Putumayo Kids Presents World Sing-Along

Music review by
Kim Alessi, Common Sense Media
Putumayo Kids Presents World Sing-Along Music Poster Image
A welcoming introduction to world music for little ones.

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The parents' guide to what's in this music.

Educational Value

Putumayo Kids Presents World Sing-Along exposes families to music and expressive culture from around the world. Whether it's language or musical style, these songs bring the world in a little closer through the invitation of participation. Each song has a repeated sing-along section, so kids can learn traditional English-language folk songs as well as a few words or phrases in Spanish, Mandarin, Portuguese, German, and Caribbean Creole.

Positive Messages

These songs encourage sing-along participation. Each song has at least one section where kids can sing (or hum) along, regardless of language.

Positive Role Models & Representations

These songs expose families to music from across the globe and are a great way to open up ears and minds to world cultures.

Violence & Scariness
Sexy Stuff

Putumayo World Music pledges to donate $5,000 from the sales of World Sing-Along to Population Services International (PSI) in support of its Five & Alive campaign to ensure that all children have a healthy start to life, no matter where they are born.

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What parents need to know

Parents need to know that World Sing-Along is an inviting collection of kid-friendly world music songs by Putumayo Kids Presents. The majority of songs are in English or have verses that alternate between English and another language. Some are traditional folk songs, others are originals, and all span musical genres including cumbia, reggae, calypso, pop, and doo-wop. As its title suggests, every song on this album has a sing-along section, regardless of language, that draws listeners of all ages to join in on the fun.

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What's the story?

Putumayo Kids Presents World Sing-Along features 11 songs from El Salvador, Australia, Brazil, Trinidad, Switzerland, China, Jamaica, Cuba, Benin, and the US. The songs are upbeat and performed in genres that span the globe, including a cumbia version of \"La Cucaracha,\" a reggae rendition of the children's nursery rhyme, \"Ah Sailor,\" and a calypso version of \"Jamaica Farewell. There's also the folky \"That's What Friends Are For\" and \"Shang Xue Ge,\" the pop/doo-wop \"Krokodil,\" and even an Afro-pop inspired choral piece, \"Around The World.\"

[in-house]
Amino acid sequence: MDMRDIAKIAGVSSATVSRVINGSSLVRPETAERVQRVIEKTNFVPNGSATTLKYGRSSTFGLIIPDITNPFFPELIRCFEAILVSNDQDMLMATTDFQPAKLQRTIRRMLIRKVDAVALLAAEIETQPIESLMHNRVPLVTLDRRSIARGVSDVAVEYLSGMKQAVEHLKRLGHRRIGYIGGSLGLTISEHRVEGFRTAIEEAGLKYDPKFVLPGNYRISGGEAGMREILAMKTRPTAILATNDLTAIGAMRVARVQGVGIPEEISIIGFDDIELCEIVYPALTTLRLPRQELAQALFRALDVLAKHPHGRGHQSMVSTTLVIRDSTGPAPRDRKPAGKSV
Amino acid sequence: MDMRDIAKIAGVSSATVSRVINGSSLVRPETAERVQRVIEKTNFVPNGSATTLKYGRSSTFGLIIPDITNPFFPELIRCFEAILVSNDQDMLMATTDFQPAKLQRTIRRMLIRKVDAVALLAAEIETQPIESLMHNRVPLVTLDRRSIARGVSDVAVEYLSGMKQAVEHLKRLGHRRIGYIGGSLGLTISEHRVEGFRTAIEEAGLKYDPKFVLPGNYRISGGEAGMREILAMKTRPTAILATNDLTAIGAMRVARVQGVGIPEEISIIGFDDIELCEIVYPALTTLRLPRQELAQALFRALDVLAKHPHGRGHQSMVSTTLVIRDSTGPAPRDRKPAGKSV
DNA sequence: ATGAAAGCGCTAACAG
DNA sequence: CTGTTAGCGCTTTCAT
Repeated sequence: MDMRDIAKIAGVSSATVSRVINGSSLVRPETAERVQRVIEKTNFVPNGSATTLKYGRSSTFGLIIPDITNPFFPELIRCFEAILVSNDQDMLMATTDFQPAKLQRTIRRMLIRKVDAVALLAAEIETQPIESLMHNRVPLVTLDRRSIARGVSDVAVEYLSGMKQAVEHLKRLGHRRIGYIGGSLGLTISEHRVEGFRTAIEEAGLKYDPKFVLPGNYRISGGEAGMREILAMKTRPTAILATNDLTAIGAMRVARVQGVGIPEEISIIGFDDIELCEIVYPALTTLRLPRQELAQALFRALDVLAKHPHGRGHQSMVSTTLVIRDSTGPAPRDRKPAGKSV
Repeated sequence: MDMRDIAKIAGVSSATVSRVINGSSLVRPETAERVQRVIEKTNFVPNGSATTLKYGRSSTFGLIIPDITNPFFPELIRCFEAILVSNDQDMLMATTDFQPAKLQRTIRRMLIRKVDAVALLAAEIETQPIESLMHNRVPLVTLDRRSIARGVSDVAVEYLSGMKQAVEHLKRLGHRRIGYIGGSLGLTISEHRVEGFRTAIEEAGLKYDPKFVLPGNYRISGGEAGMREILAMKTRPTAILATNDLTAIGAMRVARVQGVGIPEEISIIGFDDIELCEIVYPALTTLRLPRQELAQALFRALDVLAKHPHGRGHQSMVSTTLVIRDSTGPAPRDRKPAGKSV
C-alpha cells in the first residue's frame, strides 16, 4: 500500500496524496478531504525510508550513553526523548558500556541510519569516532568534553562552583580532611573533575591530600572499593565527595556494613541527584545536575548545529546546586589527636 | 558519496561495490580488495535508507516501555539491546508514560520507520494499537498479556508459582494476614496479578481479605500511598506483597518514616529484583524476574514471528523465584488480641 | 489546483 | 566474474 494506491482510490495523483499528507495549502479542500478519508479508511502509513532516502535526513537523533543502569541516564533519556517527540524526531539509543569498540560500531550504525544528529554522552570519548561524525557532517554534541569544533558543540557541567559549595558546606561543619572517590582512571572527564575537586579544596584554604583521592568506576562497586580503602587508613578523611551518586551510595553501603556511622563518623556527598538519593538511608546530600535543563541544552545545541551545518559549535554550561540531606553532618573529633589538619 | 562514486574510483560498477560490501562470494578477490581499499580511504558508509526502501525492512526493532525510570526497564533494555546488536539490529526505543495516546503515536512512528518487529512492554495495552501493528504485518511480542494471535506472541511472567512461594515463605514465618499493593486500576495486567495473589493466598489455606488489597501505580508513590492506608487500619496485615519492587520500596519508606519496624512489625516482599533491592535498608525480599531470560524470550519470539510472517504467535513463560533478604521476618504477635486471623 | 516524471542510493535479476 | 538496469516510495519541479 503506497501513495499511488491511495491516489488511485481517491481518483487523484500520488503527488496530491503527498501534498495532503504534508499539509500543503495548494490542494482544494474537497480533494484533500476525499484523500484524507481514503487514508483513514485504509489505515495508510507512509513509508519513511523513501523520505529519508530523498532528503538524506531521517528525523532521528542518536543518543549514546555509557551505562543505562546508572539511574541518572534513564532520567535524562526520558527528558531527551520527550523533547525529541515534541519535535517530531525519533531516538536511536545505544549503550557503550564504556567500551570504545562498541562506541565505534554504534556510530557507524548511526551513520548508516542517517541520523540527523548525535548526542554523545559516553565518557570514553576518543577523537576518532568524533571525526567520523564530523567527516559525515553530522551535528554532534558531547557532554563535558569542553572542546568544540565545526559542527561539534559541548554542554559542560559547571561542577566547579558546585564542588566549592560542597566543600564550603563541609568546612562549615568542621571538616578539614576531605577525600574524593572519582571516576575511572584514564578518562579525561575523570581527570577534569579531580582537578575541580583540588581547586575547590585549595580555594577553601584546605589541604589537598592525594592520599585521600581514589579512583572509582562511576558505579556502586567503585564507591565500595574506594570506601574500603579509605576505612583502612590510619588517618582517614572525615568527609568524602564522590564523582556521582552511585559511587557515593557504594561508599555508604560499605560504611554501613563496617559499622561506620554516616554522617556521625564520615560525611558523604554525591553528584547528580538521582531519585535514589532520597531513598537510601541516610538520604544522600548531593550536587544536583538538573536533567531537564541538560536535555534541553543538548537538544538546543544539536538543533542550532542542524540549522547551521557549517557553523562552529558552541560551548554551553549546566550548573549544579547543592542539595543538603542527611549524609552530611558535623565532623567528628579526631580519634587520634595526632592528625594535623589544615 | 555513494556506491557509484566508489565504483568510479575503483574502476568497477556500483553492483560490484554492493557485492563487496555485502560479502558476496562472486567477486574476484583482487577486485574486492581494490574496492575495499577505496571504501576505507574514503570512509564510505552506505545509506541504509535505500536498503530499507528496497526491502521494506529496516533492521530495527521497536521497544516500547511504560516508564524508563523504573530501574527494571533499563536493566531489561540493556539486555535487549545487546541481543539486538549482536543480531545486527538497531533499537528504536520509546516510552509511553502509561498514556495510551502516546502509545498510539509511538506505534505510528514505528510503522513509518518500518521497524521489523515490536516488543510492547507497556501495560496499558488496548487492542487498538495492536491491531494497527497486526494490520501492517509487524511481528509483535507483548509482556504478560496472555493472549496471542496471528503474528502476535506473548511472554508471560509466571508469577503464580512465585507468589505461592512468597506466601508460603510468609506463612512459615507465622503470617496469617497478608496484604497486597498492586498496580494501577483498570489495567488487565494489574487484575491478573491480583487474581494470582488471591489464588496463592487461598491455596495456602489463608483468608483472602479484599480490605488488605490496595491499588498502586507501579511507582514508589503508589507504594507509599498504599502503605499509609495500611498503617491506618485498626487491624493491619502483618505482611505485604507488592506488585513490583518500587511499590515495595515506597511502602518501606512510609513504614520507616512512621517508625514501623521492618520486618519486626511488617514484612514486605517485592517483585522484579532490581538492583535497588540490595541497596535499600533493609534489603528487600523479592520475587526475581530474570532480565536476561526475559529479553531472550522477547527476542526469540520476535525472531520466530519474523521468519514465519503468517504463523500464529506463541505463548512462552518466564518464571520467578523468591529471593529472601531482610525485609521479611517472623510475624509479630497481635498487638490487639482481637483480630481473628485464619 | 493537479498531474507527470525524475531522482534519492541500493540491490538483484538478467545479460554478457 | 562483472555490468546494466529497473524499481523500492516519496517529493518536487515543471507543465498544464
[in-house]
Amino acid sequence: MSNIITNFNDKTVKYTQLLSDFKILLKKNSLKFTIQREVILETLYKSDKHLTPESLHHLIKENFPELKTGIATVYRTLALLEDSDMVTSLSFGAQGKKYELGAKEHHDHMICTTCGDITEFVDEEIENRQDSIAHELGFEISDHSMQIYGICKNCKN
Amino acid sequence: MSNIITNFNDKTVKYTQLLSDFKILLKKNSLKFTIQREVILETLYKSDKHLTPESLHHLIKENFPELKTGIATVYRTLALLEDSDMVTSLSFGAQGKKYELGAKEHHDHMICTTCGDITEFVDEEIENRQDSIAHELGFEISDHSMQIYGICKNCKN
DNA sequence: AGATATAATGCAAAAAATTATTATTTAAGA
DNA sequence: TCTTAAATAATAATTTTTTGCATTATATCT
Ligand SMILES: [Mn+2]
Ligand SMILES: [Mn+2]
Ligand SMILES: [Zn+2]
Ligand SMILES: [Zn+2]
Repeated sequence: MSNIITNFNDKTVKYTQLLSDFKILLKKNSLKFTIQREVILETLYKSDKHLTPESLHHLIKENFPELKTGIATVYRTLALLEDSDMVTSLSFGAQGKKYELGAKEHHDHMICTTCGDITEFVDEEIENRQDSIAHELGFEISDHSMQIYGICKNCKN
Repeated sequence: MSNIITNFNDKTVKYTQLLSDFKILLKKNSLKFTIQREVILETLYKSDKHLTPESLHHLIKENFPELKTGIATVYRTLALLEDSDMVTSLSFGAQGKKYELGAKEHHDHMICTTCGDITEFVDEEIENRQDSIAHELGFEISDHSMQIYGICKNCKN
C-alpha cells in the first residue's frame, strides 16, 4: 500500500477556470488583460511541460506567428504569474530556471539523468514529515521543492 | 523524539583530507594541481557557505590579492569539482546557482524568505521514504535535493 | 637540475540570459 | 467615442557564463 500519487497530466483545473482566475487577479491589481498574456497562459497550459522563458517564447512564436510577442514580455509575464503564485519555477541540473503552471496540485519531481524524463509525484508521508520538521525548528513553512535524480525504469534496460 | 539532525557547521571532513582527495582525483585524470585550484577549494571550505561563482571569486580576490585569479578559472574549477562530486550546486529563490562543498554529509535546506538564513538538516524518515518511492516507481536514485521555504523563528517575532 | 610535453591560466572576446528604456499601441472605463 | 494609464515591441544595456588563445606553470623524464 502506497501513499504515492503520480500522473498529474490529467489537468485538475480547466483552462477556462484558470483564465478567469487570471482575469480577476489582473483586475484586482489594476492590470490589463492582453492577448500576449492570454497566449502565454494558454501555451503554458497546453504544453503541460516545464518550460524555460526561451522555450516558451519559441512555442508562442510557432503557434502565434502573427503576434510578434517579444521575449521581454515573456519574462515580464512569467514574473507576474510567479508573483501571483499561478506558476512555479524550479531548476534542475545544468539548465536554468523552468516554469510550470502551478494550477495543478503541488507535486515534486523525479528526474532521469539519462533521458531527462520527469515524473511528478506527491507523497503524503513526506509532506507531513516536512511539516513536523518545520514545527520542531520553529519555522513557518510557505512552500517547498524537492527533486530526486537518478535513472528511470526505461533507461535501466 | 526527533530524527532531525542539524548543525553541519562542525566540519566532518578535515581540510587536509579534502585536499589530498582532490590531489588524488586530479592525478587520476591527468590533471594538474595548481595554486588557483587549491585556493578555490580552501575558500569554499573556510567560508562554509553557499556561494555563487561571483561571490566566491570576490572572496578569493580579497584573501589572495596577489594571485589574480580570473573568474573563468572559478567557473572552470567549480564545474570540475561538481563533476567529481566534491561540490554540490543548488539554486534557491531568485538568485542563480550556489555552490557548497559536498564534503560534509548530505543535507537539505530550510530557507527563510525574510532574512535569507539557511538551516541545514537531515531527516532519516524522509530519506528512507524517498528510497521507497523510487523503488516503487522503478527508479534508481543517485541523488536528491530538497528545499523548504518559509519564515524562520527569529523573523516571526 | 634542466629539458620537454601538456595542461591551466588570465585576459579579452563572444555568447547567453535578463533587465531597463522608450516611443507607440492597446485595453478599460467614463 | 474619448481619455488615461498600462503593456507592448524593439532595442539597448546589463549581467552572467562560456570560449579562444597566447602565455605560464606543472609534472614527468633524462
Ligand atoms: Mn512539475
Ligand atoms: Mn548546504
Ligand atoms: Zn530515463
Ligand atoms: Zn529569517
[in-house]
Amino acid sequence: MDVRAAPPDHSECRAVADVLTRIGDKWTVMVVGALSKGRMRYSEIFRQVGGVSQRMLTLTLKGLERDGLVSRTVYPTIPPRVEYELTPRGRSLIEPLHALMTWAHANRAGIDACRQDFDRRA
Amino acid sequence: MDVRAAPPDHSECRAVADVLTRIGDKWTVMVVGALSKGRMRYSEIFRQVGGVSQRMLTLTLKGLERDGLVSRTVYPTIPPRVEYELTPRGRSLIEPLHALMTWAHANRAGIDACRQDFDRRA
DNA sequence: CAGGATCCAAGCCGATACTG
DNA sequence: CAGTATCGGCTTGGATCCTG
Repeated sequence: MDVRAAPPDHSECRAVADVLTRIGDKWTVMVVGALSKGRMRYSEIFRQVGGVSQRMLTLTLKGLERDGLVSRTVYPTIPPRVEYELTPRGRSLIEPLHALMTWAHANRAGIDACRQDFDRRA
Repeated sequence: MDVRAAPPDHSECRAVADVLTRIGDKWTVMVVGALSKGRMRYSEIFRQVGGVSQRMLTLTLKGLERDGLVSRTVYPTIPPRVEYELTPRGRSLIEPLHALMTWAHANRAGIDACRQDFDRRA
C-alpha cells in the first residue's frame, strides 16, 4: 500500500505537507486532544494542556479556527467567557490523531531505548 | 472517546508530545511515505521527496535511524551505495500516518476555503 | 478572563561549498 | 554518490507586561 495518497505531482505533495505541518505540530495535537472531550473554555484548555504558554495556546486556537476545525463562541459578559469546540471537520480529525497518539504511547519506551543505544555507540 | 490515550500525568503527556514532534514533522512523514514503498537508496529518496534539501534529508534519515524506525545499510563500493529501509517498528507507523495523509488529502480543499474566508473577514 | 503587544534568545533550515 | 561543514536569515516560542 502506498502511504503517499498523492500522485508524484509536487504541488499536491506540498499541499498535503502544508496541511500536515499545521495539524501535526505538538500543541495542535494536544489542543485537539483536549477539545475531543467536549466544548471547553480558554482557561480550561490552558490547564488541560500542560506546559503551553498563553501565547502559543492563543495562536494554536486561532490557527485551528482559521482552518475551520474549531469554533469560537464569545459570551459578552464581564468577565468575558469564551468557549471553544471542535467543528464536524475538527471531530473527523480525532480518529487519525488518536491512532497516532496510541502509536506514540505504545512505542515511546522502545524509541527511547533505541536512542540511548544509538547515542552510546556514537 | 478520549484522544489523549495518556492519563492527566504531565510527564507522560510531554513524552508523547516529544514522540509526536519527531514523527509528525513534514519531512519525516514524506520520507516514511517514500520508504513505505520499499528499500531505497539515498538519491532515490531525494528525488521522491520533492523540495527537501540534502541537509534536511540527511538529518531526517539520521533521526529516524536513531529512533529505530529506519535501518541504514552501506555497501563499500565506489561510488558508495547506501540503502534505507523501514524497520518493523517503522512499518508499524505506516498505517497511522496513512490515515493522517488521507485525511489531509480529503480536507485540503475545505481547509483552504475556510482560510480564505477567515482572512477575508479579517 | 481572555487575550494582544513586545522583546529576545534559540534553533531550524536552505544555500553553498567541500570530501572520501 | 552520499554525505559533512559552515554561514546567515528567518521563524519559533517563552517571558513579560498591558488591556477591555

Is it any good?

On its own, PUTAMAYO KIDS PRESENTS: WORLD SING-ALONG is enjoyable. But compared to other Putumayo Kid world music compilations, this album is a bit lackluster. Perhaps it's the over-reliance on English-language lyrics or, when there are non-English lyrics, a dependency on Western pop-style music. That said, the album gets kudos for introducing young listeners to some traditional world favorites and decent originals from world artists, even if they are sung in English or played with Western instruments.

Standout tracks include: "Ah Sailor" by Asheba (Trinidad), "That's What Friends Are For" by Frances England (USA), "Jig Jog Gee" by Father Goose, featuring Screechy Dan and Dan Zanes (Jamaica/USA), "Shang Xue Ge by A Little Mandarin (China), "Pititi y Titi" by Jose Conde (Cuba/USA), and "Jamaica Farewell" by Dan Zanes and Angelica Kidjo (Benin/USA).

Talk to your kids about ...

  • Families can talk about what part or parts of these songs are sing-along. What makes the parts easy to sing along with? Is it the melody, the lyrics, the repetition? How do you feel when you sing along with a song in another language?

  • Using a world map or globe, locate the countries where these songs or musicians originate from. Are there a higher number of English-speaking singers on this recording? If so, what are your thoughts on this?


  • What other ways besides music can you become familiar with another culture? Through dance, food, visual art, literature, and language? Do you have friends from other countries who speak a language other than English? What are some of their favorite sing-along songs in their native language?

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